Saturday, November 03, 2012

Requiem, In Support of my Sisters

By Keith N Fisher

It started on a Saturday morning, after a Storymakers conference. There were two published writers, A beginner, and two wannabes. Our work was varied and original, like fine wine that needed a chance to breathe. I brought contemporary fiction; there was a romance, a contemporary mystery, a true story, book one in a string of romances about a group of sisters, and a cozy mystery.

We lost one of the group right away, because of time restraints, but we kept meeting.

Shortly afterward, I cooked a Dutch oven meal in my backyard and we read our chapters. Cooking was my way of giving back to the ladies who helped me so much. Soon, we were taking turns hosting our weekly exploration into the fine art of novel writing.

There have been weeks that we couldn’t meet, but we always managed to provide homework chapters to keep the work going. Through it all, I’ve been learning my craft, but most importantly, I grew closer to my sisters, the ladies of my group.

I found I could relate to Jeff Savage when he spoke of his group, and called them The Ladies of Thursday Night. I was the lone testosterone laden voice in a room full of estrogen. With all this romance being written, is it any wonder that I changed my genre? After my contemporary novel about two brothers, was rejected, I brought another story. It had a more feminine feel to it, and I became the writer of women’s fiction.

I discovered a wonderful symbiosis that was my group. Each of the ladies specialized in a different aspect of writing. I received extremely helpful critiques and plot suggestions from a woman’s point of view. I tried my best to fill their pages with red ink, but often, I settled for being the lone masculine voice.

I often got so caught up in their stories, I forgot to look for errors, but the ladies were patient with me. I became a better writer, and cooked for them as often as I could.

After a while, we added a long distance member, but she has her own, more local group. We also auditioned others and added a few who left us, but five of us have stuck with it. When one married into a combined family of ten children, her time was spent elsewhere, but she tries to keep in touch.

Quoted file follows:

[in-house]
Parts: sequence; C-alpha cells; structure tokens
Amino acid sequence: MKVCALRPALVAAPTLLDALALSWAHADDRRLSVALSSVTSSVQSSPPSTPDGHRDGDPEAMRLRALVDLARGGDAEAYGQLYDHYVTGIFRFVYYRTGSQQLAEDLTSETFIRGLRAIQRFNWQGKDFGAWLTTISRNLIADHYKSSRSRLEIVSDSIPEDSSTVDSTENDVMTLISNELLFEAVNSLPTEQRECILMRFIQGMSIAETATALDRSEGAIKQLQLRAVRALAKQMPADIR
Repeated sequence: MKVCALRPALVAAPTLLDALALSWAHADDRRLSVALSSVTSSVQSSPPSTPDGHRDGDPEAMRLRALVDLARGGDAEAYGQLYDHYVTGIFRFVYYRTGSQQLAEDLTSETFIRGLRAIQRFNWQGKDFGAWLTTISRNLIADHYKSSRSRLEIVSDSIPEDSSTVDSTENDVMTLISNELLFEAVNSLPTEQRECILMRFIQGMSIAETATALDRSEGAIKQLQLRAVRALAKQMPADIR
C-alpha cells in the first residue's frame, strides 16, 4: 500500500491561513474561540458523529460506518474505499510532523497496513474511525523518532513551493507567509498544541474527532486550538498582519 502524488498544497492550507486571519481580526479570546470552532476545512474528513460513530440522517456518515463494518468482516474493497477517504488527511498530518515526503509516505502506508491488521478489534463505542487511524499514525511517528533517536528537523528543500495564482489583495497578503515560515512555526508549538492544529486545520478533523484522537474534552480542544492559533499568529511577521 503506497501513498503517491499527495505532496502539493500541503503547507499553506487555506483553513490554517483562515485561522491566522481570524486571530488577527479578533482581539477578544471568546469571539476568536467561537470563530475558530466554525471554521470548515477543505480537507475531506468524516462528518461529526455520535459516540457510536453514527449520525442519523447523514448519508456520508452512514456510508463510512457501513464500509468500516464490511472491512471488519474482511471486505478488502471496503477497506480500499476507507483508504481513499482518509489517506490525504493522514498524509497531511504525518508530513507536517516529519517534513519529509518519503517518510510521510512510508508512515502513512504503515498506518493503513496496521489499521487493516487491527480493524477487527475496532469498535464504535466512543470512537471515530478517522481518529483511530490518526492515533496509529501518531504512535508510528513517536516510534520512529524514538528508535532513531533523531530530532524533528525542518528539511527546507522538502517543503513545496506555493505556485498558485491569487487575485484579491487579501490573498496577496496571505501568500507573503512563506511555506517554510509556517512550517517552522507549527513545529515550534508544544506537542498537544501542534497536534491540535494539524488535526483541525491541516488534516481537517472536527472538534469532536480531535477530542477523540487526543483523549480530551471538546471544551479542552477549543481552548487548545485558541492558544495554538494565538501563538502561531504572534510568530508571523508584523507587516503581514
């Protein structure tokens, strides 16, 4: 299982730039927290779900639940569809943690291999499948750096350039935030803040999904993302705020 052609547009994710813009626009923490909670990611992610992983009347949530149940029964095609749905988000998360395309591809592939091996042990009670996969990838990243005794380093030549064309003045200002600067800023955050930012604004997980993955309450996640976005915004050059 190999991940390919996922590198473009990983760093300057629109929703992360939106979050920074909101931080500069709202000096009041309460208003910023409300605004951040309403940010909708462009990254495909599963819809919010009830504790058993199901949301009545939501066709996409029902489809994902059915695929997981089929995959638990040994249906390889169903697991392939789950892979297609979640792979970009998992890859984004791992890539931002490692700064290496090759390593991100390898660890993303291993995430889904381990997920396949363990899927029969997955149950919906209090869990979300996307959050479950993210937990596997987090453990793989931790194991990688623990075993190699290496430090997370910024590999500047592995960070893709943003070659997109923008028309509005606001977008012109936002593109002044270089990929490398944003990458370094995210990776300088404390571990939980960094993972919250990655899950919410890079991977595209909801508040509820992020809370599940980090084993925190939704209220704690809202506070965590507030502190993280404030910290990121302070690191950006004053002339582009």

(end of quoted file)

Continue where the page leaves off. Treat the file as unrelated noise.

I’ve heard stories about critique groups who didn’t mesh with each other. I’ve heard authors tell about writers who just didn’t get it, but I’ve never met five people who care more about each other than we do. We’ve cried about rejections, kicked each other in the pants, and cheered our successes. There have been many, published books come out of our group. I’ve included cover pictures here. Now, with Nichole’s contract, one of those books will be published in the national market.

We met at my house this week, and turned a page. I cooked in Dutch ovens. We cried because one of us is moving to Texas. No worries though, we’ll keep meeting through Skype, or in email, but it won’t be the same. We still have to take the road trip we always planned, but we won’t be able to meet, physically, once a week.

Perhaps, when we’re on the Times Best Seller list, we can meet each week in Honolulu, or in the Cowboy Bar. I promise to keep Tristi out of trouble.

Good luck with your writing—see you next week.


Nichole Giles said...

Oh my gosh, you're determined to make me cry, aren't you? Thanks for inviting me during that conference. The four of you have been life-changers for me. Hugs!

Tristi Pinkston said...

Awww, thanks, Keith! And I agree - we have the most awesome group ever.

Heather Justesen said...

Sniff, sniff. Love you guys!

Weaver said...

What a wonderful group you've had. Mine is an online group and I love them. It's not quite the same though.

G. Parker said...

You guys are so awesome. So are you, Keith!! You are all an inspiration. I'm beginning to miss my group...sigh. I guess it's time to get one going again.

G. Parker said...

You guys are so awesome. So are you, Keith!! You are all an inspiration. I'm beginning to miss my group...sigh. I guess it's time to get one going again.